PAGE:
In breakthrough, UNSC calls for immediate Gaza ceasefire after US withholds veto

United Nations:  In a breakthrough, the UN Security Council on Monday called for an immediate unconditional ceasefire in Gaza, overcoming the intense polarisation after the United States agreed to abstain on the resolution in a sign of its fraying ties with Israel over the high human toll from that country’s pursuit of Hamas.

With all the other 14 members voting for it, the resolution also demanded that Hamas release the hostages it took in the October 7 terrorist assault on Israel in which about 1,200 people were killed.

It called for the ceasefire for the month of Ramadan, which is already underway, and for increased humanitarian aid for the people of Gaza.

UN officials have warned of famine conditions developing in Gaza to which food supplies have been limited.

The US decided to abstain in the face of growing criticism of President Joe Biden’s support for Israel’s continuing reprisals against Hamas in Gaza where about 32,000 people, many of them women and children, have been killed.

A resolution sponsored by the US was vetoed on Friday by China and Russia, which they said did not explicitly demand a ceasefire but made it sound like a suggestion saying only that it was an “imperative”.

Before Monday, six resolutions had been vetoed, three by the US, two jointly by China and Russia, and one by Russia alone, making the latest a breakthrough, drawing applause in the Council chamber when it passed.

The resolution was sponsored by all the 10 non-permanent members of the Council, and in a last-minute effort to prevent a Washington veto, it changed the demand for a “permanent” ceasefire to a “lasting” one.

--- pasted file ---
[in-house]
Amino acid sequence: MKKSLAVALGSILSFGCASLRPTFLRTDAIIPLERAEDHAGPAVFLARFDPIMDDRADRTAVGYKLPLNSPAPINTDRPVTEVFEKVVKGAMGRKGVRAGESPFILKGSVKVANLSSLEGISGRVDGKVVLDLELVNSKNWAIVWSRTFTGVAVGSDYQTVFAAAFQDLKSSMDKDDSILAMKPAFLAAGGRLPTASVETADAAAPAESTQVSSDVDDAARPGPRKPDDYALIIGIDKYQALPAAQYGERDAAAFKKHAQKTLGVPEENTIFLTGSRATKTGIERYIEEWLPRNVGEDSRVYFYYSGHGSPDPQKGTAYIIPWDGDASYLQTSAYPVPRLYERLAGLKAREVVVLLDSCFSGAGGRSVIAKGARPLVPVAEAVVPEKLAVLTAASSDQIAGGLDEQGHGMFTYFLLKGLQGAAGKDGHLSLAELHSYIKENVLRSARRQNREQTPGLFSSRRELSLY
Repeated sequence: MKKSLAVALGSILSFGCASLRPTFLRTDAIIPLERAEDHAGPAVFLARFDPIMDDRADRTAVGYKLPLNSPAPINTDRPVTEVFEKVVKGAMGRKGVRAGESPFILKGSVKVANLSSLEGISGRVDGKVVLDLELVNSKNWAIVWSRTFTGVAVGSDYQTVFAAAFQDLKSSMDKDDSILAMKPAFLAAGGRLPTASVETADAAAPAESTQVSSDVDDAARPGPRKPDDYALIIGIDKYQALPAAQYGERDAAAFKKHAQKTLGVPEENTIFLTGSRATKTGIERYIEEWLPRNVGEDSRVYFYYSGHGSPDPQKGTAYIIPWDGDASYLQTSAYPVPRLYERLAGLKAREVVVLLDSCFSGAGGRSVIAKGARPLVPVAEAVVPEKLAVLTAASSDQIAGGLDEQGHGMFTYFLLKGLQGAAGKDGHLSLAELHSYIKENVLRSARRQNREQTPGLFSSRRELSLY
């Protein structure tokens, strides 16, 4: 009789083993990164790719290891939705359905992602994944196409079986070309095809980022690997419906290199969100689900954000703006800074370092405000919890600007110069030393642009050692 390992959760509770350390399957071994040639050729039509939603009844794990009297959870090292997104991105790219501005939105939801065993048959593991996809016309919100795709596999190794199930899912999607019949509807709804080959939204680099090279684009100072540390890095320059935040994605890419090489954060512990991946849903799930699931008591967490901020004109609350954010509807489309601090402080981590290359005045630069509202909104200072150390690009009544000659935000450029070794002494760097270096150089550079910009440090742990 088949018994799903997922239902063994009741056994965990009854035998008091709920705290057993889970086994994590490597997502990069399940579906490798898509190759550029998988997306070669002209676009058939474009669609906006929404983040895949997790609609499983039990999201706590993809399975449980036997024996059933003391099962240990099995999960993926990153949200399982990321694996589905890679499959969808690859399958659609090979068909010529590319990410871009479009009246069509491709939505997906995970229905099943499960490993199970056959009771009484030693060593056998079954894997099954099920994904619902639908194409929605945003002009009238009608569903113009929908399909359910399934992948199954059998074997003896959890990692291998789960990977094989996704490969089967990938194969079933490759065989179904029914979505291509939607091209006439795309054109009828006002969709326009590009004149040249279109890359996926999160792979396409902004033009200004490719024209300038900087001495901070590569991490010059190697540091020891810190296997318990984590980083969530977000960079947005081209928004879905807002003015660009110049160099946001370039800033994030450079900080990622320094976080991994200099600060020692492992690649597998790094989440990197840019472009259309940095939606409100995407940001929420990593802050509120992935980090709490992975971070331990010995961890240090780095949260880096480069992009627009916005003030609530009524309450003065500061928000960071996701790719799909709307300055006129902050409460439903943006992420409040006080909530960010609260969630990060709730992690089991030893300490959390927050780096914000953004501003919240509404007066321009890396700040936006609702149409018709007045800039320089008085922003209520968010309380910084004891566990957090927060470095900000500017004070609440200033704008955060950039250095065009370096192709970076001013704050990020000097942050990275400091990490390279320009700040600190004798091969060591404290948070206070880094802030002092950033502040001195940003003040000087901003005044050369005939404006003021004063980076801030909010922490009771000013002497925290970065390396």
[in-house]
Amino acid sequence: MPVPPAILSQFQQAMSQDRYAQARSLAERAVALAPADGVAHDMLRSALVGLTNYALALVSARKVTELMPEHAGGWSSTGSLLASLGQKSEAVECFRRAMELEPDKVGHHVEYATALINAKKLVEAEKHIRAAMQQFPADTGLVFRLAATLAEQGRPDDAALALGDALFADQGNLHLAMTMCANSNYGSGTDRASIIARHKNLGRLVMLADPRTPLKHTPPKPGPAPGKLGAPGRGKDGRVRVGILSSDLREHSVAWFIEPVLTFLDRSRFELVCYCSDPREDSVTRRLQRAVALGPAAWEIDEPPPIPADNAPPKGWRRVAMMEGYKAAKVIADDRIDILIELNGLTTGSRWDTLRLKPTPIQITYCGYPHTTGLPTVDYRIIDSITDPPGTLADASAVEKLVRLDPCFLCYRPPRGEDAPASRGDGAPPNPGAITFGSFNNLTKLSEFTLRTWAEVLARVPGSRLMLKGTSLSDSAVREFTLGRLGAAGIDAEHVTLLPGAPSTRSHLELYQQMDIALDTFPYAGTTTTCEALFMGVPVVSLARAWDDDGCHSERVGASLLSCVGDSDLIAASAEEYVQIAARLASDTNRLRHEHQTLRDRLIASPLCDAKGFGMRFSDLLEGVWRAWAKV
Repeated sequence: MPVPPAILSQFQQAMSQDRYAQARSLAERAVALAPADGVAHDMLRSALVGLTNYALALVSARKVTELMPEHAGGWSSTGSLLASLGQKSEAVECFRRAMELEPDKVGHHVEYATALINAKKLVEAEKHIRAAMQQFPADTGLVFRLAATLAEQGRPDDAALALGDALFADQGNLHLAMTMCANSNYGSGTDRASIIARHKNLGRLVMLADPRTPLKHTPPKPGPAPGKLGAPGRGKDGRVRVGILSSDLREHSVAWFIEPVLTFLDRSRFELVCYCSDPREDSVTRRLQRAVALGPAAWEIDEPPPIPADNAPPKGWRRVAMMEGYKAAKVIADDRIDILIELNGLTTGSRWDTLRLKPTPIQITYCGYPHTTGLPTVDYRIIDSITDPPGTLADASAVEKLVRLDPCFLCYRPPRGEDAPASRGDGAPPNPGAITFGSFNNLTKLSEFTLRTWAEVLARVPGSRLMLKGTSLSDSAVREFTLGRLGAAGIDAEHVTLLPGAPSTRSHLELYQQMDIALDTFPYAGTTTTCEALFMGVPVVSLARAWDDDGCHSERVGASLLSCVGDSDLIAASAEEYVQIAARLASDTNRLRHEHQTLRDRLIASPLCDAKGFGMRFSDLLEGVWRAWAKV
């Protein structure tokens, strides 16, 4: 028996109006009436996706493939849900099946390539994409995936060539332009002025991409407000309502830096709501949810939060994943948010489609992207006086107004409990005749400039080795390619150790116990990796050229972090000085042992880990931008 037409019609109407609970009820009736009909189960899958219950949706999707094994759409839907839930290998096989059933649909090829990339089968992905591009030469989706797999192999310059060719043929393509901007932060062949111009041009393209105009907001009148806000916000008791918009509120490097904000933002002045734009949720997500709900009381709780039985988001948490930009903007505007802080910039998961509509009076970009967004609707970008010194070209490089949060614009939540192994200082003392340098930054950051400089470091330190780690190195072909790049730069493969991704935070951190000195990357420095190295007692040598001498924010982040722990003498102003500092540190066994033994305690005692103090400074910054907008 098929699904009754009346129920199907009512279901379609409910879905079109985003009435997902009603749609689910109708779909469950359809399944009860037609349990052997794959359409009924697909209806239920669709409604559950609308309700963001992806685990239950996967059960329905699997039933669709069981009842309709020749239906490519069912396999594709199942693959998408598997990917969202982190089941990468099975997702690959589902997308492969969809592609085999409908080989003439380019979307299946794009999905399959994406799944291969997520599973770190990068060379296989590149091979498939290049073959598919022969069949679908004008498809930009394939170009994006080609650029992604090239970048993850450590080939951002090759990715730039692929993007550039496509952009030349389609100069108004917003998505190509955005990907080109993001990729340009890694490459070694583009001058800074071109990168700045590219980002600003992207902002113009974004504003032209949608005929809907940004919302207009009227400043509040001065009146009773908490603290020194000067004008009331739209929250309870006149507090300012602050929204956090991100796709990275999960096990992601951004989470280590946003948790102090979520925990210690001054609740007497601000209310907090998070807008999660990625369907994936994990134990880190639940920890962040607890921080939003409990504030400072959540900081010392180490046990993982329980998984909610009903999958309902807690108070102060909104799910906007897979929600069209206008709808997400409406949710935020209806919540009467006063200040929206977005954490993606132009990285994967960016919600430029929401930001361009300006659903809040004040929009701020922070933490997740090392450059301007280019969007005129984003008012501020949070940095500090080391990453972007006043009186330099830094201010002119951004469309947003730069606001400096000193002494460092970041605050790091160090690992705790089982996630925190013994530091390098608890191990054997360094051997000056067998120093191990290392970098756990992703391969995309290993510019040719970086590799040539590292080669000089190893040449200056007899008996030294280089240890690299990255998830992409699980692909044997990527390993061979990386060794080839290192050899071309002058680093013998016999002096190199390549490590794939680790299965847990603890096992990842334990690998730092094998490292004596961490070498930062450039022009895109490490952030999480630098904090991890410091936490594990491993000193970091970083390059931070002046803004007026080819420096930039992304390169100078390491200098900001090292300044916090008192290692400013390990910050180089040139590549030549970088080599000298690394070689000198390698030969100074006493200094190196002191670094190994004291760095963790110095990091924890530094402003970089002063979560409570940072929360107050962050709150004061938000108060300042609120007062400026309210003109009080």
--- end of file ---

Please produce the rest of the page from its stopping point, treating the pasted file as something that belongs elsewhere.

Russia’s Permanent Representative Vasily Nebenzia unsuccessfully proposed an amendment to change back to a “permanent” ceasefire, but it failed to get the minimum nine votes to be adopted.

The US had earlier vetoed three resolutions calling for a ceasefire, which its ally Israel opposes asserting that it would stymie its efforts to eradicate Hamas.

US Permanent Representative Linda Thomas-Greenfield said the US abstained because the resolution did not condemn Hamas.

She said: “A ceasefire can begin immediately with the release of the first hostage and so we must put pressure on Hamas to do just that.”

The huge toll on the civilians in Gaza has turned swathes of US public opinion, including within the Democratic Party against Israel, even though it still retains strong support among many.

Faced with the rising opposition from his supporters as he gets ready for the November election, Biden has softened support for Israel’s war leading to its refusal to veto the latest resolution. He has said that Israel has “gone over the top” and his officials have cautioned it against its planned incursion into Rafah in southern Gaza where over a million people have evacuated from other parts of the territory on Israel’s orders.

Biden’s National Security Adviser Jake Sullivan said last Monday the attack would be a mistake that “would lead to more innocent civilian deaths, worsen the already dire humanitarian crisis, deepen the anarchy in Gaza and further isolate Israel Internationally”.

Israel’s Prime Minister Benjamin Netanyahu has defied Biden and said he would send Israeli forces into Rafah.

Reports from Israel said that Netanyahu had threatened to cancel his country’s military delegation’s visit to the US to discuss the proposed Rafah action if Washington did not veto the resolution.

Interacting with reporters at a Palestinian refugee camp in Jordan before the Council vote, Secretary-General Antonio Guterres said: “I see a growing consensus emerging international community to tell the Israelis that the ceasefire is needed.”

He said that there was “a growing consensus to tell clearly to the Israelis that any ground invasion of Rafah could mean a catastrophic humanitarian disaster”.

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